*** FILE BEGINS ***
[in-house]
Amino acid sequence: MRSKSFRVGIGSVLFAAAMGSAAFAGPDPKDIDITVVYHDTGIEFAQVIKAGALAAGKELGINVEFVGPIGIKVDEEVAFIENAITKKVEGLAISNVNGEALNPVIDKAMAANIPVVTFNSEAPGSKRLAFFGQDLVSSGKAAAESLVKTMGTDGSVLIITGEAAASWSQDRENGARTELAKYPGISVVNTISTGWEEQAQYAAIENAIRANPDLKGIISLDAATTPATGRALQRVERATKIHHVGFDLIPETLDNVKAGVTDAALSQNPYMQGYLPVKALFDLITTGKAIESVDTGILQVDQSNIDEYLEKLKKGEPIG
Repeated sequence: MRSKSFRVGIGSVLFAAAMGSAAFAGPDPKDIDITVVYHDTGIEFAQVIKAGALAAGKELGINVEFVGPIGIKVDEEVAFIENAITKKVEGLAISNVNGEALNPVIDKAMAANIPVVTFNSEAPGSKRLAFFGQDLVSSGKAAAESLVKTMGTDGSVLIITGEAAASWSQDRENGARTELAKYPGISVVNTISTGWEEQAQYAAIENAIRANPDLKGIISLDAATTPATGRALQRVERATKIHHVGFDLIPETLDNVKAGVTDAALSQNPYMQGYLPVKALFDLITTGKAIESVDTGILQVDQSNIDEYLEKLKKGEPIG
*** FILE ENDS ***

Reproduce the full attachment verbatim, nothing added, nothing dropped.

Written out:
[in-house]
Amino acid sequence: MRSKSFRVGIGSVLFAAAMGSAAFAGPDPKDIDITVVYHDTGIEFAQVIKAGALAAGKELGINVEFVGPIGIKVDEEVAFIENAITKKVEGLAISNVNGEALNPVIDKAMAANIPVVTFNSEAPGSKRLAFFGQDLVSSGKAAAESLVKTMGTDGSVLIITGEAAASWSQDRENGARTELAKYPGISVVNTISTGWEEQAQYAAIENAIRANPDLKGIISLDAATTPATGRALQRVERATKIHHVGFDLIPETLDNVKAGVTDAALSQNPYMQGYLPVKALFDLITTGKAIESVDTGILQVDQSNIDEYLEKLKKGEPIG
Repeated sequence: MRSKSFRVGIGSVLFAAAMGSAAFAGPDPKDIDITVVYHDTGIEFAQVIKAGALAAGKELGINVEFVGPIGIKVDEEVAFIENAITKKVEGLAISNVNGEALNPVIDKAMAANIPVVTFNSEAPGSKRLAFFGQDLVSSGKAAAESLVKTMGTDGSVLIITGEAAASWSQDRENGARTELAKYPGISVVNTISTGWEEQAQYAAIENAIRANPDLKGIISLDAATTPATGRALQRVERATKIHHVGFDLIPETLDNVKAGVTDAALSQNPYMQGYLPVKALFDLITTGKAIESVDTGILQVDQSNIDEYLEKLKKGEPIG